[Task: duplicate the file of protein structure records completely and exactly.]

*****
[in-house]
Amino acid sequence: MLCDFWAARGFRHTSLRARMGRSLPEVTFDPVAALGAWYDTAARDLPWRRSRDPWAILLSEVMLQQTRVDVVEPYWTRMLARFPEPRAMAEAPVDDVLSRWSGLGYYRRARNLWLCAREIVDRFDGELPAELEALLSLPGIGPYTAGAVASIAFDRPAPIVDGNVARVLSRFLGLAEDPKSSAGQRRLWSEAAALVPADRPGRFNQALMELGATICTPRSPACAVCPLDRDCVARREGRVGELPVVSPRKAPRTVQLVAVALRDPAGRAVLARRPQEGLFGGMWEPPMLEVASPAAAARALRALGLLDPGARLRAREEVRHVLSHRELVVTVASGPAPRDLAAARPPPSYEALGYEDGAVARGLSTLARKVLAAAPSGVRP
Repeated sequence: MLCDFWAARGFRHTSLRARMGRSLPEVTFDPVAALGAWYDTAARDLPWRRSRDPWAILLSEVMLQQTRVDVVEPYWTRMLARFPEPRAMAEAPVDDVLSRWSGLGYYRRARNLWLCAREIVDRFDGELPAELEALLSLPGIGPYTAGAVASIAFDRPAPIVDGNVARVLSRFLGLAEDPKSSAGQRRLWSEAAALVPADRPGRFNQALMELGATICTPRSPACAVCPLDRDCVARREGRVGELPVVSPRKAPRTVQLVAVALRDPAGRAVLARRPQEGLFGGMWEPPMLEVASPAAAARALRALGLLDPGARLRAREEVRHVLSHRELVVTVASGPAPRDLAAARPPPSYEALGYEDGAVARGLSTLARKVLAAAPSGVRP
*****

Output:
[in-house]
Amino acid sequence: MLCDFWAARGFRHTSLRARMGRSLPEVTFDPVAALGAWYDTAARDLPWRRSRDPWAILLSEVMLQQTRVDVVEPYWTRMLARFPEPRAMAEAPVDDVLSRWSGLGYYRRARNLWLCAREIVDRFDGELPAELEALLSLPGIGPYTAGAVASIAFDRPAPIVDGNVARVLSRFLGLAEDPKSSAGQRRLWSEAAALVPADRPGRFNQALMELGATICTPRSPACAVCPLDRDCVARREGRVGELPVVSPRKAPRTVQLVAVALRDPAGRAVLARRPQEGLFGGMWEPPMLEVASPAAAARALRALGLLDPGARLRAREEVRHVLSHRELVVTVASGPAPRDLAAARPPPSYEALGYEDGAVARGLSTLARKVLAAAPSGVRP
Repeated sequence: MLCDFWAARGFRHTSLRARMGRSLPEVTFDPVAALGAWYDTAARDLPWRRSRDPWAILLSEVMLQQTRVDVVEPYWTRMLARFPEPRAMAEAPVDDVLSRWSGLGYYRRARNLWLCAREIVDRFDGELPAELEALLSLPGIGPYTAGAVASIAFDRPAPIVDGNVARVLSRFLGLAEDPKSSAGQRRLWSEAAALVPADRPGRFNQALMELGATICTPRSPACAVCPLDRDCVARREGRVGELPVVSPRKAPRTVQLVAVALRDPAGRAVLARRPQEGLFGGMWEPPMLEVASPAAAARALRALGLLDPGARLRAREEVRHVLSHRELVVTVASGPAPRDLAAARPPPSYEALGYEDGAVARGLSTLARKVLAAAPSGVRP